Los Angeles Mayor Eric Garcetti and the city’s housing authority announced Tuesday that the city will restart its Section 8 housing voucher program, which it had paused for five years.
“Housing solves homelessness; that is our North Star,” Garcetti said. “By reopening the Section 8 waiting list, we will present thousands of our neighbors with safe and stable housing opportunities.”
The announcement by Garcetti along with the Housing Authority for the City of Los Angeles, commonly known as HACLA, reopens the waiting list for a federal program that provides subsidized housing vouchers to its poorer residents. That is expected to give up to 30,000 households the opportunity to obtain affordable housing, according to Garcetti.
President Joe Biden has made it a priority to fund the federal program.
It was included as a tenet in the Build Back Better agenda, he announced during budget talks in September 2021.
The state and major cities in California have been doing a full court press on the housing issue. The cities and the state have allocated more than $20 billion to solving the housing scarcity and cost problem.
When Gov. Gavin Newsom signed 41 bills aimed at the housing crisis last week, he said that the state has dedicated $14 billion to housing programs since he took office in 2019.
The state and major cities have issued billions of dollars of bonds to support affordable housing.
California has more than 160,000 unhoused people in 2022, according to the U.S. Interagency Council on Homelessness.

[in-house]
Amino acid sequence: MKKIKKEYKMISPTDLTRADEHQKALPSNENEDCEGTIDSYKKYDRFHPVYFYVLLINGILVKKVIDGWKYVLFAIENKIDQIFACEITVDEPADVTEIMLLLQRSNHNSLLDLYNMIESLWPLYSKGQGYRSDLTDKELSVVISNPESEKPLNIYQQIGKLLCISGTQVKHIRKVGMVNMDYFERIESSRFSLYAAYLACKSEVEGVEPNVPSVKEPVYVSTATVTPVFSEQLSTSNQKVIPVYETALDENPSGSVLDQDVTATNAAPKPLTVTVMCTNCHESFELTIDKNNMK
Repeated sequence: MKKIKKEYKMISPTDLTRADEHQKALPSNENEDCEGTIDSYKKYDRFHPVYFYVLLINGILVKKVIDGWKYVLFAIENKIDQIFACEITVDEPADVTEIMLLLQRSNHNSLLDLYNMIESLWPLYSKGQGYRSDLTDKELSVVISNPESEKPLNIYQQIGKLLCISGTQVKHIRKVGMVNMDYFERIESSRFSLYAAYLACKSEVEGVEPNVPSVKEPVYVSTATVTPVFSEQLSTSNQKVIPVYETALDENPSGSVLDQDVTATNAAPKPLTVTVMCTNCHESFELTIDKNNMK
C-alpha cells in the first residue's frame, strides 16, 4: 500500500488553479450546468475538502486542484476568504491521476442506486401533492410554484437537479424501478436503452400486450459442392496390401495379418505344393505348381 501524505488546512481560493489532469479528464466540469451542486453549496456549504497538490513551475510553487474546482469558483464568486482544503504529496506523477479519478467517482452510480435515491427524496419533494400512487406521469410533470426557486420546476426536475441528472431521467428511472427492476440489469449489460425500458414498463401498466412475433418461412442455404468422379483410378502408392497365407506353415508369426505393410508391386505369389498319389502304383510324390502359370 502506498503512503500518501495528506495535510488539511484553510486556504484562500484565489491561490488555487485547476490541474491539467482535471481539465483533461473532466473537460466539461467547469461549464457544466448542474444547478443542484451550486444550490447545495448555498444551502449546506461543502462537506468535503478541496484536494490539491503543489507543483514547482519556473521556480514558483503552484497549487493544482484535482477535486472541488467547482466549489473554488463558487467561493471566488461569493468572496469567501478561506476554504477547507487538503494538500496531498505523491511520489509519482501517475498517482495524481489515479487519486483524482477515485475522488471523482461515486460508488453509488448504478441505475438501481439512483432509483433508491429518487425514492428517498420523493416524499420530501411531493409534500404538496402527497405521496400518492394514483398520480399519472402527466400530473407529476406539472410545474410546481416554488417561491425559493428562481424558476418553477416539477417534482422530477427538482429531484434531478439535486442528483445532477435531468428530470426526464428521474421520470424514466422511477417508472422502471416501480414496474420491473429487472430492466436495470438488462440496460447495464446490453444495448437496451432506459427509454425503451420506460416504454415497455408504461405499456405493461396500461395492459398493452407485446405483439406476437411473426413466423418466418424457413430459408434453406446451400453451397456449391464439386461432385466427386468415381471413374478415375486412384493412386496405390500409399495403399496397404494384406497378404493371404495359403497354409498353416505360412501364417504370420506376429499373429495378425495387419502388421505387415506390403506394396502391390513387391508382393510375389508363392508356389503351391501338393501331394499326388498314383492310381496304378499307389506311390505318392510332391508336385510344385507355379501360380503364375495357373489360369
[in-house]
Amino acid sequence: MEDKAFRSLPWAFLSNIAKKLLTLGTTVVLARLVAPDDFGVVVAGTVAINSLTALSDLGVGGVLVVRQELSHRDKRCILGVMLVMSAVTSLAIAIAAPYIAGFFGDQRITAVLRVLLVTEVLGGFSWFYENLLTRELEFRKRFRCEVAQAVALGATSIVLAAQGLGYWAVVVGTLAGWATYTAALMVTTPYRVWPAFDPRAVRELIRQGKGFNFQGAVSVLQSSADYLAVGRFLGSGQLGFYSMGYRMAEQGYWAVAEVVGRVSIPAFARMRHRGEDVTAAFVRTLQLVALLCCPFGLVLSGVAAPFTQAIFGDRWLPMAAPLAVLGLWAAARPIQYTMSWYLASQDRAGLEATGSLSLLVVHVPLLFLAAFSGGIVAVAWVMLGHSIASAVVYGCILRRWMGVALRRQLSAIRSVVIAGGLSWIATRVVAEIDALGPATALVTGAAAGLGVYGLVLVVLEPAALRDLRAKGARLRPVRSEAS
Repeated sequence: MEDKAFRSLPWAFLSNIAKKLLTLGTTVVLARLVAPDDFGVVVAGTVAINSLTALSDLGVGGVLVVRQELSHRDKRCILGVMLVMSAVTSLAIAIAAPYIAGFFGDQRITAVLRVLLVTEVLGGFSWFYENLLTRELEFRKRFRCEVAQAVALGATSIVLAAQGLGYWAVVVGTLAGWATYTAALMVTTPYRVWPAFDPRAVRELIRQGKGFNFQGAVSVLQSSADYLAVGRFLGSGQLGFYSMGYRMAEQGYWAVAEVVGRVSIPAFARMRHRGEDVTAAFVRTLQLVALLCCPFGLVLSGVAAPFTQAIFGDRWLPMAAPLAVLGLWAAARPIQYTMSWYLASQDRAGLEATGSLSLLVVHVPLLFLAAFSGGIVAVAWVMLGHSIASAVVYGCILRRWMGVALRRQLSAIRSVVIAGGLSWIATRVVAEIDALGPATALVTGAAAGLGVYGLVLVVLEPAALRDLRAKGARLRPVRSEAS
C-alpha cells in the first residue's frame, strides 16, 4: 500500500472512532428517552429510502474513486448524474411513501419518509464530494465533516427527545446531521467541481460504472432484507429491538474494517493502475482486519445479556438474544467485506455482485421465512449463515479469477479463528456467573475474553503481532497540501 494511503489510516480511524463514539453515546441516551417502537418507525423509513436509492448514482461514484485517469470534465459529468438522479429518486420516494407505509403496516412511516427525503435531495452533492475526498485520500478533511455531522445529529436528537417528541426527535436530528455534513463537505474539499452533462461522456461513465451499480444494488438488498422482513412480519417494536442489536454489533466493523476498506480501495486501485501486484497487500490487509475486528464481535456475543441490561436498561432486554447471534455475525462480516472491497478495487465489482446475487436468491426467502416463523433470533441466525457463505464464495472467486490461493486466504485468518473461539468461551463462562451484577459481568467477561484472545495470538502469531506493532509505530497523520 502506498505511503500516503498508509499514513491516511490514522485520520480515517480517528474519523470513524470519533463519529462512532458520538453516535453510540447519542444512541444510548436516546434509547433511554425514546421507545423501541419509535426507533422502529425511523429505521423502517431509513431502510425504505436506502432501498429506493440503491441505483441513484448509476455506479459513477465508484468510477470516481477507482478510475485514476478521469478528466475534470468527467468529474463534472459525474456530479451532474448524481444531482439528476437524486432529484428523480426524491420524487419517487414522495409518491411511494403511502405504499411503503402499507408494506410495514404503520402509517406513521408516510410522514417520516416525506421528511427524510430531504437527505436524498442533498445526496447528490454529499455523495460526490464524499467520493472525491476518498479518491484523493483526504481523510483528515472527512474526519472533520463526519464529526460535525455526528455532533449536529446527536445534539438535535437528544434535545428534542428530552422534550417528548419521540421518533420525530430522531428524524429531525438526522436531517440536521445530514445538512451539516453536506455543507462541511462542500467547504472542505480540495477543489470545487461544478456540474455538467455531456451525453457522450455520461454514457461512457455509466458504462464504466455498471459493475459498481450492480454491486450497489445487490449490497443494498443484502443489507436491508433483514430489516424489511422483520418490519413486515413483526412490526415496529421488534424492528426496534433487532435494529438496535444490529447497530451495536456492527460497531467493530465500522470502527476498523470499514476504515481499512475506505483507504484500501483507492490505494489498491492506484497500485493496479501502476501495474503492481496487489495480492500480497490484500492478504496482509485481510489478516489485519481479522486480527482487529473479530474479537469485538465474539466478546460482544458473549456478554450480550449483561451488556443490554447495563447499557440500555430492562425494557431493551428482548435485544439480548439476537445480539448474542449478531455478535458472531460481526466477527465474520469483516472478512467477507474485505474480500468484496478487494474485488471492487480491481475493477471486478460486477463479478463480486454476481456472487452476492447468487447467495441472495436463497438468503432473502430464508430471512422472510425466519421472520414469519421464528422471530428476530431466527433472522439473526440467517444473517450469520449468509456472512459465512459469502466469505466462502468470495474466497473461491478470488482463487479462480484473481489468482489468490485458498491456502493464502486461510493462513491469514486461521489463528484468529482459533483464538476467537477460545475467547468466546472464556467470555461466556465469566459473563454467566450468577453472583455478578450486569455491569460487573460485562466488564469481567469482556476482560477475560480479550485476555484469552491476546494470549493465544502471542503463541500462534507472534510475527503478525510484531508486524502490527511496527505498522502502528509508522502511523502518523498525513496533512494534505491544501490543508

Los Angeles voters approved Proposition HHH in 2016 authorizing the city to issue up to $1.2 billion in general obligation bonds over 10 years with the aim of building 10,000 units of supportive housing to reduce homelessness.
The city most recently issued bonds tapping the HHH bond authority in October. Voters also approved a one-fourth cent sales tax increase in 2017 aimed at addressing homelessness that is expected to net a total of $3.5 billion over 10 years.
Residents will be able to apply for Section 8 vouchers starting Oct. 17 and ending Oct. 30. After the application window closes, the city will select 30,000 people via random lottery to be placed on the voucher waiting list. To be eligible, applicants must fall within the federal very low-income category.
“It’s been five years since we last opened our Section 8 waiting list and the need for rental assistance has grown. Rental assistance programs like these fight against poverty and help reduce homelessness. Our goal, with the reopening of HACLA’s Section 8 Waiting List lottery, is to help thousands of families who are struggling financially to find stable housing,” said Douglas Guthrie, HACLA President and CEO.
Since taking office, Garcetti said he has acted with unprecedented urgency to confront the homelessness and housing crisis — from expanding the homelessness budget to over 20 times what it was eight years ago, to launching the A Bridge Home shelter program, which has served over 5,500 distinct residents while HHH-funded projects are built.
Measure HHH funding has enabled the city to increase its annual production of supportive housing by over 600%, from 300 to 2,000 units.
In the 2022-2023 city budget, Garcetti championed a nearly $1.2 billion commitment to homelessness solutions. This spending is supposed to produce more than 3,700 permanent supportive housing units via $415 million for more than 2,200 total housing units through Proposition HHH and $255 million for a new round of Project Homekey, which will add 928 units, of which 909 will be permanent supportive housing units. The City has also partnered with private property owners through LeaseUp, a program to fill vacancies while helping Angelenos at risk of homelessness find and maintain affordable housing.